The Simons Foundation Autism Research Initiative (SFARI) is pleased to announce that phenotypic data from 230,936 individuals enrolled in SPARK (Simons Foundation Powering Autism Research for Knowledge)1 are now available to approved researchers via SFARI Base. This includes data from more than 90,000 individuals with autism spectrum disorder (ASD).
A summary of the available data is listed below:
- 33,146 trios (individuals with ASD and both biological parents)
- 77,017 children (under 18 years of age) with ASD
- 13,762 adults with ASD
- 69,170 males with ASD
- 21,745 females with ASD
- 35,167 unaffected siblings
- 5,771 enrolled twins, triplets and quadruplets
- 12,678 multiplex families
Detailed medical and developmental history, as well as behavioral questionnaires, such as the Developmental Coordination Disorder Questionnaire (DCDQ), Repetitive Behavior Scale-Revised (RBS-R) and Social Communication Questionnaire (SCQ) are available as part of this data release. Note that not all individuals have completed all questionnaires. An overview of the subgroups for whom phenotypic data is currently available, as well as the demographics of the SPARK sample, can be found here.
Additional data from the Vineland Adaptive Behavior Scale (Vineland-3) and IQ data (abstracted from clinical records on a select number of participants) are expected to be released later this year.
“We are extremely grateful to the thousands of individuals with ASD and their families who are participating in SPARK and the significant amount of time they have invested in completing medical history and behavioral surveys online,” says SPARK Scientific Director and SFARI Senior Scientist Pamela Feliciano. “We hope that the release of this new data set will facilitate many different avenues of autism research and ultimately improve outcomes for those in the autism community.”
Who can use the data?
The data are available for use by all approved researchers, regardless of SFARI funding. Research projects are not restricted to autism or other neurodevelopmental disorders, and there is no publication embargo associated with these data.
How can the data be accessed?
Researchers can log in to SFARI Base and apply to use the data. The application will be reviewed by SFARI staff, and once approved, researchers will be provided with information on how to download the data.
Researchers who have previously applied and been approved to access SPARK phenotypic data (i.e., from an earlier SPARK data release) will automatically have access to this latest data release. Simply log in to SFARI Base to view and download the latest data set.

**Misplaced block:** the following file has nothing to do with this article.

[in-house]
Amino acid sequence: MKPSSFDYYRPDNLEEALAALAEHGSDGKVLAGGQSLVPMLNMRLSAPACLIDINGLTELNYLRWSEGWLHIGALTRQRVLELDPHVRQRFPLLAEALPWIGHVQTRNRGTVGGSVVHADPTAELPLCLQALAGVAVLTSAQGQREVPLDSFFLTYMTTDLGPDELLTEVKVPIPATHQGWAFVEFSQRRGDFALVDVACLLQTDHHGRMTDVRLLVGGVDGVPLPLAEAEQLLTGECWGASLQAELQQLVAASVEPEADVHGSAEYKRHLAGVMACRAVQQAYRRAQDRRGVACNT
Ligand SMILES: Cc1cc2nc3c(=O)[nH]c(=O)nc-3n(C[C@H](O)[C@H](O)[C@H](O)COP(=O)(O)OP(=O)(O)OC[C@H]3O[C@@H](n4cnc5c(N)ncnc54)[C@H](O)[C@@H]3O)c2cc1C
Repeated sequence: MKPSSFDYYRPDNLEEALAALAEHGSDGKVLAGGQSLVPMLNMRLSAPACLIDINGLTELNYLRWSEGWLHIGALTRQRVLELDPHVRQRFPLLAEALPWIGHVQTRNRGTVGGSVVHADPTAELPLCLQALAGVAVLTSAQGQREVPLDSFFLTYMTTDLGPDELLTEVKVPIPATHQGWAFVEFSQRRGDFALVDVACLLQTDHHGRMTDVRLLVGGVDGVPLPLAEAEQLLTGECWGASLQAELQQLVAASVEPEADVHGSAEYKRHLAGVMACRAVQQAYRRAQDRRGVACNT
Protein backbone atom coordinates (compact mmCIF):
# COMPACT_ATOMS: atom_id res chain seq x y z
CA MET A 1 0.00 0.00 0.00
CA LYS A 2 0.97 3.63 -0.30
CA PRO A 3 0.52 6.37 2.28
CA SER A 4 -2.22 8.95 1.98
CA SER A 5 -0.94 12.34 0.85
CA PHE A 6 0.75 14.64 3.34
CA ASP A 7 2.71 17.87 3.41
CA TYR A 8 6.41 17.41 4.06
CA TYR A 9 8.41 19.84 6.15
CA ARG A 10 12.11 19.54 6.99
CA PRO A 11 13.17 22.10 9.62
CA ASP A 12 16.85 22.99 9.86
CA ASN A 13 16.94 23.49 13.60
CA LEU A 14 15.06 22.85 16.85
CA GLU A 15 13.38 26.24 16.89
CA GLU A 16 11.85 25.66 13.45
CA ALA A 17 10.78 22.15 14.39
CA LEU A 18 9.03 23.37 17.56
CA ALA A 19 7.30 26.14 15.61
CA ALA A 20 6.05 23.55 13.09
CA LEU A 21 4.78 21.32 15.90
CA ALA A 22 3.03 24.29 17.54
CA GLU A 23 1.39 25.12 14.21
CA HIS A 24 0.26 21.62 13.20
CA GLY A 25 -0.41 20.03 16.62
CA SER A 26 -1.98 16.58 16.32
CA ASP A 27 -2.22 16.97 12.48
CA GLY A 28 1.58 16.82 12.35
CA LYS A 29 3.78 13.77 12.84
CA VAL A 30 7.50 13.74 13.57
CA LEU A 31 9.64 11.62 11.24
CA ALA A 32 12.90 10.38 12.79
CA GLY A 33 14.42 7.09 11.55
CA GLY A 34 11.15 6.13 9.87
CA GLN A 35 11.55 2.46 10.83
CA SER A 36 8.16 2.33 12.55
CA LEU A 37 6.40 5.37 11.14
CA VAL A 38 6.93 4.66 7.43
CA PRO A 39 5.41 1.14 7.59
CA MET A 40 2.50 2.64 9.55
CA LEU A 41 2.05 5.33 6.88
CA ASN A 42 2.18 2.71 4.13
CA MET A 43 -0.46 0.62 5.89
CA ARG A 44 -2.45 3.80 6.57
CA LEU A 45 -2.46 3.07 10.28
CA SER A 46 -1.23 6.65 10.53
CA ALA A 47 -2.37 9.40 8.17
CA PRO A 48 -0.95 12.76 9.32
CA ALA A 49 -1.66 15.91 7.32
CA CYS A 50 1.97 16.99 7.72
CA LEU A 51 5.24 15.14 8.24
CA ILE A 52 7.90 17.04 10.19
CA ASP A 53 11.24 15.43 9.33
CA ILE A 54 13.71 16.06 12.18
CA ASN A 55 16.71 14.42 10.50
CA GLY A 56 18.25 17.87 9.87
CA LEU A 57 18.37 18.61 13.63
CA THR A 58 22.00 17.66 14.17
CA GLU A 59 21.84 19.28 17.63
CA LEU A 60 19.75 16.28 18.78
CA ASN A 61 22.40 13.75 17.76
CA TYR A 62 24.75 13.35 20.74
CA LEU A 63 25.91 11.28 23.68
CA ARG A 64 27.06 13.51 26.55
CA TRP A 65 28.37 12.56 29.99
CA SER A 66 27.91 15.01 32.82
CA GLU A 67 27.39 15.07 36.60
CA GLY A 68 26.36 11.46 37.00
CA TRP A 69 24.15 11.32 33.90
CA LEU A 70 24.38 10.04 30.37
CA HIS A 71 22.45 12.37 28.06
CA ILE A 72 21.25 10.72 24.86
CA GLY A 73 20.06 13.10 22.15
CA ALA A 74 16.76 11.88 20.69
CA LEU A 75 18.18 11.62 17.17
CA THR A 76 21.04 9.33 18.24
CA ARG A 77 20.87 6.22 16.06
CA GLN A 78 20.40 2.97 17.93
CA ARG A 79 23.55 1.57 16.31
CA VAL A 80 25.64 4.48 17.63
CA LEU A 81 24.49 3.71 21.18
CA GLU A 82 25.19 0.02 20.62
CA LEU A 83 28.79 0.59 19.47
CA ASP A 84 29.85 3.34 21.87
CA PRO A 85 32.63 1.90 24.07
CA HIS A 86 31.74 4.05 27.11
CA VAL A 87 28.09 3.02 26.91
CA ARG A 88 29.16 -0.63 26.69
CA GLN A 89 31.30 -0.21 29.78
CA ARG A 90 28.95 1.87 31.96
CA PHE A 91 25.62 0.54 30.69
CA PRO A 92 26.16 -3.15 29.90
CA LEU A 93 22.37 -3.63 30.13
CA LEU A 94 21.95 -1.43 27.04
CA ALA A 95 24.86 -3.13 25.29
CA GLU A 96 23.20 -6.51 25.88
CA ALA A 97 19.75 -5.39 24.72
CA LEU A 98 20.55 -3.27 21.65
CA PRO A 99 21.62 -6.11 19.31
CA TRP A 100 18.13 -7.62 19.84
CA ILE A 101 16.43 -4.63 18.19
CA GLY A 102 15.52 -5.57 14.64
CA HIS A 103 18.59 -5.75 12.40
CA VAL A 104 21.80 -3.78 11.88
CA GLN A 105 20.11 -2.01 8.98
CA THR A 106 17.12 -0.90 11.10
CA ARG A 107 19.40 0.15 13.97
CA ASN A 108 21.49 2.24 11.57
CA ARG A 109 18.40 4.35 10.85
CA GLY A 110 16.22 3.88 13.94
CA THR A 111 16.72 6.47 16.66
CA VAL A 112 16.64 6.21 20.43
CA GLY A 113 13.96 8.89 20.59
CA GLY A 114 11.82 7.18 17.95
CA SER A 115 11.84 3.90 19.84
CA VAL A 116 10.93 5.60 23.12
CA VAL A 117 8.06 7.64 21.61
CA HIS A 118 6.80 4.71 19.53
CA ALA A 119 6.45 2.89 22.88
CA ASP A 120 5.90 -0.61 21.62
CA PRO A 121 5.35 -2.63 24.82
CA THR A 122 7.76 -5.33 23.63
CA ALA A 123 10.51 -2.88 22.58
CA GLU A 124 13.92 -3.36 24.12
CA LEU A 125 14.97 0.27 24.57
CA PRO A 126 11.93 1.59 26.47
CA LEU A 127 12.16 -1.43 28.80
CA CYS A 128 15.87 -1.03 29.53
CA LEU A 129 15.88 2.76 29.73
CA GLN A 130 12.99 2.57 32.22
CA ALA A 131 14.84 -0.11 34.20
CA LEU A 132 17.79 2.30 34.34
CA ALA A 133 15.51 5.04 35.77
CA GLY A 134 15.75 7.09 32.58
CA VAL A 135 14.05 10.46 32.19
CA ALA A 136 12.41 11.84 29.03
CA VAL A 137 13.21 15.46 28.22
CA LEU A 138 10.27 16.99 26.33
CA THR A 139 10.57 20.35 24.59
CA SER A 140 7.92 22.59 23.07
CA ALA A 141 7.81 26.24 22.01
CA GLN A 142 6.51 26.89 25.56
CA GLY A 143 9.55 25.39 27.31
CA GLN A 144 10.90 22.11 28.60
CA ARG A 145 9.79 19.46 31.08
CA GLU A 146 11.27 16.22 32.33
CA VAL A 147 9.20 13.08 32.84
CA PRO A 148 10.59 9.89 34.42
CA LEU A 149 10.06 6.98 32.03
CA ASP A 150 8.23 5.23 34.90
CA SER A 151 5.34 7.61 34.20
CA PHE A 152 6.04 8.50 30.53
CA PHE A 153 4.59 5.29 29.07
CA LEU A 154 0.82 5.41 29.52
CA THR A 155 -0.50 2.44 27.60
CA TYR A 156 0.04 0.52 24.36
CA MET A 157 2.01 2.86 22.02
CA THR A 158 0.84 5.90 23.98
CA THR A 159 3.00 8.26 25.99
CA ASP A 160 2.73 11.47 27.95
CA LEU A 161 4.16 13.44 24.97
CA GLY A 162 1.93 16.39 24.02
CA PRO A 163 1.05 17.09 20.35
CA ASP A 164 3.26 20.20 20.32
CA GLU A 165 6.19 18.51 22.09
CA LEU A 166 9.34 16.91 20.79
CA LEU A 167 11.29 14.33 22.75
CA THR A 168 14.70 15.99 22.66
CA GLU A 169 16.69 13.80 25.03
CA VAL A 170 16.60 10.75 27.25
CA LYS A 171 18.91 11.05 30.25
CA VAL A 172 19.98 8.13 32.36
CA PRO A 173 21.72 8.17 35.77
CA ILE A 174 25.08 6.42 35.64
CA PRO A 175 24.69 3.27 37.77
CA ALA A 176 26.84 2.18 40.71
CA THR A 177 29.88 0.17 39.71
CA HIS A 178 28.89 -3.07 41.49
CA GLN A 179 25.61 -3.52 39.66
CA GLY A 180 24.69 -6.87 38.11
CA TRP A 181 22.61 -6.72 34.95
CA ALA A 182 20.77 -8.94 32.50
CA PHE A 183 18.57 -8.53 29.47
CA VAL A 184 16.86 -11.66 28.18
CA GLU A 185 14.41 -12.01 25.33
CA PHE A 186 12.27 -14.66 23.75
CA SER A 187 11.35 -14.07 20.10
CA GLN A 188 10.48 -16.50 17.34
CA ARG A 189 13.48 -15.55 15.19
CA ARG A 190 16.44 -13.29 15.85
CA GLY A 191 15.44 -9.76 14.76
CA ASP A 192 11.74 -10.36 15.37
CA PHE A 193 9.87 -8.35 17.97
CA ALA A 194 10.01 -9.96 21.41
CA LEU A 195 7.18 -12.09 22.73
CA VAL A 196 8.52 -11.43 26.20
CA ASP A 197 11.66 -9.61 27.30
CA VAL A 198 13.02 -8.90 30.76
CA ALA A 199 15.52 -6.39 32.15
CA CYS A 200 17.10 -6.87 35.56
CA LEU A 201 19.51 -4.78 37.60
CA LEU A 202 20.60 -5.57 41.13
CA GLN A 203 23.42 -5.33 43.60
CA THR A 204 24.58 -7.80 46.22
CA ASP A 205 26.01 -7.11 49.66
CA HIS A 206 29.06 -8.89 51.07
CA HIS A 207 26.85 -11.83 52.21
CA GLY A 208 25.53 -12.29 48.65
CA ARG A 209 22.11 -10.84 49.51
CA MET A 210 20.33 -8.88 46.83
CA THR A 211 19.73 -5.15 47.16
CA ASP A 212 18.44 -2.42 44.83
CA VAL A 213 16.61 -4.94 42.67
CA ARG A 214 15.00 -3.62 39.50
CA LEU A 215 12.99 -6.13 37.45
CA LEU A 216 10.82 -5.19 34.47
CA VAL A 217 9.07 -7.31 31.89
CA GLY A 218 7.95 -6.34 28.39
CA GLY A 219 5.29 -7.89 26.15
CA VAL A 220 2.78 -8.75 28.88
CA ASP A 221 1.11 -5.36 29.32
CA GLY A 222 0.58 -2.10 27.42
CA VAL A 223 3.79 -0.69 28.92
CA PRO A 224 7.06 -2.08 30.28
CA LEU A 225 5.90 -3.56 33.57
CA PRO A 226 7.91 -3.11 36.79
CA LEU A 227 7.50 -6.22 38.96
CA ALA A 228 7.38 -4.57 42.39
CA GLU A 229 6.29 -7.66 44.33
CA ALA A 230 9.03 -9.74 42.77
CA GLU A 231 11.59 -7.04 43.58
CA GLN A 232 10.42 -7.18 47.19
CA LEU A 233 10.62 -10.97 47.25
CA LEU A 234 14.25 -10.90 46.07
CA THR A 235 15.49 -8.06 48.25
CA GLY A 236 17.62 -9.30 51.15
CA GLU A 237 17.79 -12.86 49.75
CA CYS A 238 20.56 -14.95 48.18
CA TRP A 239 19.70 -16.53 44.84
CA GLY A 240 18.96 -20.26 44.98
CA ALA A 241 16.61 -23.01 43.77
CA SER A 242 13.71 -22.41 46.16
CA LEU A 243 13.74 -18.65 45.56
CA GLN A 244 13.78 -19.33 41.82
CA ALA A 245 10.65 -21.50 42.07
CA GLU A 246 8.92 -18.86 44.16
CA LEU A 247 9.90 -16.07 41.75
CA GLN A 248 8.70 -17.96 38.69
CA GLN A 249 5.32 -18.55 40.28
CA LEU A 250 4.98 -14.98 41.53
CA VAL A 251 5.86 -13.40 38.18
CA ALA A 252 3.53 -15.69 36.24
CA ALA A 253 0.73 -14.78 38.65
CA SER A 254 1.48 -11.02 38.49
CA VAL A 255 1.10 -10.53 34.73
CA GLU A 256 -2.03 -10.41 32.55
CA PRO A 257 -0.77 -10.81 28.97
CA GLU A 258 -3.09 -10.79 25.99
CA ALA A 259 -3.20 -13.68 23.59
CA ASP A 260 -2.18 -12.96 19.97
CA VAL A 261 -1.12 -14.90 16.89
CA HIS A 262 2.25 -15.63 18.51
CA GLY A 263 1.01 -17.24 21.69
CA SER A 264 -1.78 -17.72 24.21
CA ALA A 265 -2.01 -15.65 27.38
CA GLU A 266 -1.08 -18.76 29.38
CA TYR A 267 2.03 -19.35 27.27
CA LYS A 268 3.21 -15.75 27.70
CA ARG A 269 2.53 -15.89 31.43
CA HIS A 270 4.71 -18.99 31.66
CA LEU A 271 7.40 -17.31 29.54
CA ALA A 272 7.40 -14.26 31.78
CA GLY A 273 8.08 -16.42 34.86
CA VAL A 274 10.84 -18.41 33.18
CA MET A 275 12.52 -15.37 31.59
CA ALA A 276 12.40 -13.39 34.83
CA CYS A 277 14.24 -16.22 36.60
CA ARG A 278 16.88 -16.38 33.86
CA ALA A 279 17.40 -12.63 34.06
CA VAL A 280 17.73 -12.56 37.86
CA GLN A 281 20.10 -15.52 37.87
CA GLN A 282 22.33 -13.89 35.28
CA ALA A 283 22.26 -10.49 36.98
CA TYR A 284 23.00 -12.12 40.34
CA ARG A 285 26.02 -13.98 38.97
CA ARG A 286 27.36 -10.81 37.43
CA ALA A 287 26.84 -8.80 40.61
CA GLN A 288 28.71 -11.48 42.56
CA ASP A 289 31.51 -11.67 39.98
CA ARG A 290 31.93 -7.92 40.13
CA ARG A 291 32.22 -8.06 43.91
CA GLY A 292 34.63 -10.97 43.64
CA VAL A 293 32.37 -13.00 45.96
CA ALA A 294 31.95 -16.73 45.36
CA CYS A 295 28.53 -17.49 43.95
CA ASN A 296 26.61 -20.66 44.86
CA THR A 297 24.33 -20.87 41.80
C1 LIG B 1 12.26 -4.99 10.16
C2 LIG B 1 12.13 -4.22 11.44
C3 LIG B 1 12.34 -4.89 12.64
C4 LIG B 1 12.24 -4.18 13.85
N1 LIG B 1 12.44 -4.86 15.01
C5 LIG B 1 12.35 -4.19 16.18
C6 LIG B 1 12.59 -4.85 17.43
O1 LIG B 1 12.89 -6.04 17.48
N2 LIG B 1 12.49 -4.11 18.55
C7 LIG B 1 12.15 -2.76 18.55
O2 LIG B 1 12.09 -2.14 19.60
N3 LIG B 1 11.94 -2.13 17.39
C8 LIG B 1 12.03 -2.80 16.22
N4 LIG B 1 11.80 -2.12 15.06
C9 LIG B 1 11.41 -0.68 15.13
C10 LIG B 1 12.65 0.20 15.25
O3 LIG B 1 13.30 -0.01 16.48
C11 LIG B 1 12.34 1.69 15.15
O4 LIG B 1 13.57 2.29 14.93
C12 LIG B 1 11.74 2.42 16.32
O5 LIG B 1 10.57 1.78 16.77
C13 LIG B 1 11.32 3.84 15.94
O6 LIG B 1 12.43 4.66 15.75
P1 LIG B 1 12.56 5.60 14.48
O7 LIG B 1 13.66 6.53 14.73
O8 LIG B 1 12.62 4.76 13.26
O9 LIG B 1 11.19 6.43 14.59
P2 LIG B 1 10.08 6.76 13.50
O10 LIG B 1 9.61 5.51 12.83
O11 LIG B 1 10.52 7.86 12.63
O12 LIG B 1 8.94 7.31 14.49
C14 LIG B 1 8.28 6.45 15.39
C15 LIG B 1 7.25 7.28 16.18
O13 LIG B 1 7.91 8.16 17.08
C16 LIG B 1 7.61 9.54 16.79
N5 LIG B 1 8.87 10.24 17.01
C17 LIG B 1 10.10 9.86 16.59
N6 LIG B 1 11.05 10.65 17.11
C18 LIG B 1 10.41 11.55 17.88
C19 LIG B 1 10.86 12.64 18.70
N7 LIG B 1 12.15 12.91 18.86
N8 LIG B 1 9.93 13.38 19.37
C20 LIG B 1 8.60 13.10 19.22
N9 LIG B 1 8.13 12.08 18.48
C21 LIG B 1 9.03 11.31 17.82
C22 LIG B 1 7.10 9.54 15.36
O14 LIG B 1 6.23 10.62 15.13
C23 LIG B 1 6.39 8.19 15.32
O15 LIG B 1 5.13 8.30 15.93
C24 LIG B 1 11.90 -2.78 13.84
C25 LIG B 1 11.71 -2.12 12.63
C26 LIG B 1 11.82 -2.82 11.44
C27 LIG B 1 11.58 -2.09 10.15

Are any other SPARK data (besides phenotypic data) currently available?
Genomic data (whole-exome sequencing and genome-wide genotyping data) for 27,615 participants (including 5,279 simplex families with 2,785 unaffected siblings and 2,529 parent-child duos) are currently available via SFARI Base.
Genomic data for an additional 19,000 participants, including whole-genome sequencing data from approximately 650 quads, are expected to be available later this year.
What types of research projects are SPARK phenotypic data currently being used for?
SPARK phenotypic data are currently being used in at least 100 research studies. These studies are investigating a variety of different topics relevant to ASD, including genetic and phenotypic correlations, comorbidities, sex differences, motor skills and repetitive behaviors.
For example, one study used SPARK assessments of social communication and repetitive behaviors (as reported via the SCQ and RBS-R, respectively) to validate the Autism Impact Measure (AIM) as a caregiver report of ASD symptom frequency and impact2. Another recent study examined medical and psychiatric comorbidities in adults with ASD in the SPARK cohort3. Data from the DCDQ has also been used to show that a large proportion of children with ASD who are enrolled in SPARK are at risk for a motor impairment and that this risk persists into adolescence4.
Can investigators recruit SPARK families for new research studies?
In addition to accessing phenotypic and genomic data, researchers can submit an application via SFARI Base to recruit SPARK participants into investigator-initiated research studies through the SPARK research matching program.
Applications are reviewed by a standing committee on a quarterly basis (application deadlines are March 31, June 30, September 30 and December 31). Researchers will receive further information about how to contact SPARK families once their application is approved.
The SPARK Recruitment Process Document provides answers to many frequently asked questions about the research matching program.
For more information, please contact email@example.com.
- Two studies using SPARK’s research matching program attest to its effectiveness for rapid and large-scale testing of research questions
- SPARK pilot study identifies novel candidate autism risk genes
- SPARK’s first year: A new paper describes goals and milestones
- SPARK: Research matching program launched